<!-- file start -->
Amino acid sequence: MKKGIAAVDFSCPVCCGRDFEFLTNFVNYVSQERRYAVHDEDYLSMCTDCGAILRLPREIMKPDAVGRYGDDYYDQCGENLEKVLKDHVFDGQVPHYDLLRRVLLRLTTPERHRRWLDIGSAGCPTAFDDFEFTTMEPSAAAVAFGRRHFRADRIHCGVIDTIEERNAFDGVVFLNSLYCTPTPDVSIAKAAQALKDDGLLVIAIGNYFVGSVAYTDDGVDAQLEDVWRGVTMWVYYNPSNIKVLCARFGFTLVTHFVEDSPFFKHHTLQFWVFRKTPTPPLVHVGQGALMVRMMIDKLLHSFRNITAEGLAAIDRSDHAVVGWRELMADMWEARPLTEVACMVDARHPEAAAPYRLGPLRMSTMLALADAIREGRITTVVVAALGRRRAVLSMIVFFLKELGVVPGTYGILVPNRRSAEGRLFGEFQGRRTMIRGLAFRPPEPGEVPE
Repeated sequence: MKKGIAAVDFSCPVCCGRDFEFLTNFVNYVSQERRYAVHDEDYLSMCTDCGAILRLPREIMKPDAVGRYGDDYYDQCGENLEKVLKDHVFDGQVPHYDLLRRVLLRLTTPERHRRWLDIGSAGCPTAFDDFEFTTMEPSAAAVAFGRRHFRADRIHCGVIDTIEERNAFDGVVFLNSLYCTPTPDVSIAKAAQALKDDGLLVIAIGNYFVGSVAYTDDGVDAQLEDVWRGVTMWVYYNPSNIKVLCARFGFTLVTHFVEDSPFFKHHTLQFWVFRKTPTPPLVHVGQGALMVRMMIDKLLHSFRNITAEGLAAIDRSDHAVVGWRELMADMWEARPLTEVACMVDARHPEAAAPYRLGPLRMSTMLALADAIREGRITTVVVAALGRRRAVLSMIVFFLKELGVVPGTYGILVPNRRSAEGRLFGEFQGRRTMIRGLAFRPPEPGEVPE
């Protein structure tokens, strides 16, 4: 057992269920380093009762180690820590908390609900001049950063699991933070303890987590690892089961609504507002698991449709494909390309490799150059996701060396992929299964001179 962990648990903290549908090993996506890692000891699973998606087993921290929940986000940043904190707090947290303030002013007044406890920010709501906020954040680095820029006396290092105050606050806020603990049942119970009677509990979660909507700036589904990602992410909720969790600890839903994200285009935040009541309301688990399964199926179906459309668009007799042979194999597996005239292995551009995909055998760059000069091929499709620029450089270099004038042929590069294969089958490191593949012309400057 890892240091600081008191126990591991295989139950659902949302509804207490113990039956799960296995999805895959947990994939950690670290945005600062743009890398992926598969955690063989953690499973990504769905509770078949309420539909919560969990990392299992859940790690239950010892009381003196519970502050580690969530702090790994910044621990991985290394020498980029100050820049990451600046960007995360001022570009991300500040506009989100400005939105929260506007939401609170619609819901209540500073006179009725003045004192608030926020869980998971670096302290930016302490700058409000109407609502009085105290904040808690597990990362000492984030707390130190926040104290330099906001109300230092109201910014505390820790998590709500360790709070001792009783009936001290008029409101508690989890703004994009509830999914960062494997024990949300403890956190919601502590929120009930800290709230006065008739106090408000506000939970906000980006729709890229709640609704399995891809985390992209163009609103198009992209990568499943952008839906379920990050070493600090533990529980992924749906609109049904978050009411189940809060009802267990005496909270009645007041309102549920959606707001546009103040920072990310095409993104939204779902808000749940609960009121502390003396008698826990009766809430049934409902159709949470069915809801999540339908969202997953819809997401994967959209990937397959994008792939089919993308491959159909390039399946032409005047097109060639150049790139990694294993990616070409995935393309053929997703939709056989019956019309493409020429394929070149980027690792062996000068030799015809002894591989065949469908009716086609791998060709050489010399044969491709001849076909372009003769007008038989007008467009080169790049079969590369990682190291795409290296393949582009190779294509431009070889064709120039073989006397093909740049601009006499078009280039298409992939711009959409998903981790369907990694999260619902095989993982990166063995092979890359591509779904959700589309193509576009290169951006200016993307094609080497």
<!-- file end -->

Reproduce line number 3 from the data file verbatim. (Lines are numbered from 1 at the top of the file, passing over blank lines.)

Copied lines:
């Protein structure tokens, strides 16, 4: 057992269920380093009762180690820590908390609900001049950063699991933070303890987590690892089961609504507002698991449709494909390309490799150059996701060396992929299964001179 962990648990903290549908090993996506890692000891699973998606087993921290929940986000940043904190707090947290303030002013007044406890920010709501906020954040680095820029006396290092105050606050806020603990049942119970009677509990979660909507700036589904990602992410909720969790600890839903994200285009935040009541309301688990399964199926179906459309668009007799042979194999597996005239292995551009995909055998760059000069091929499709620029450089270099004038042929590069294969089958490191593949012309400057 890892240091600081008191126990591991295989139950659902949302509804207490113990039956799960296995999805895959947990994939950690670290945005600062743009890398992926598969955690063989953690499973990504769905509770078949309420539909919560969990990392299992859940790690239950010892009381003196519970502050580690969530702090790994910044621990991985290394020498980029100050820049990451600046960007995360001022570009991300500040506009989100400005939105929260506007939401609170619609819901209540500073006179009725003045004192608030926020869980998971670096302290930016302490700058409000109407609502009085105290904040808690597990990362000492984030707390130190926040104290330099906001109300230092109201910014505390820790998590709500360790709070001792009783009936001290008029409101508690989890703004994009509830999914960062494997024990949300403890956190919601502590929120009930800290709230006065008739106090408000506000939970906000980006729709890229709640609704399995891809985390992209163009609103198009992209990568499943952008839906379920990050070493600090533990529980992924749906609109049904978050009411189940809060009802267990005496909270009645007041309102549920959606707001546009103040920072990310095409993104939204779902808000749940609960009121502390003396008698826990009766809430049934409902159709949470069915809801999540339908969202997953819809997401994967959209990937397959994008792939089919993308491959159909390039399946032409005047097109060639150049790139990694294993990616070409995935393309053929997703939709056989019956019309493409020429394929070149980027690792062996000068030799015809002894591989065949469908009716086609791998060709050489010399044969491709001849076909372009003769007008038989007008467009080169790049079969590369990682190291795409290296393949582009190779294509431009070889064709120039073989006397093909740049601009006499078009280039298409992939711009959409998903981790369907990694999260619902095989993982990166063995092979890359591509779904959700589309193509576009290169951006200016993307094609080497």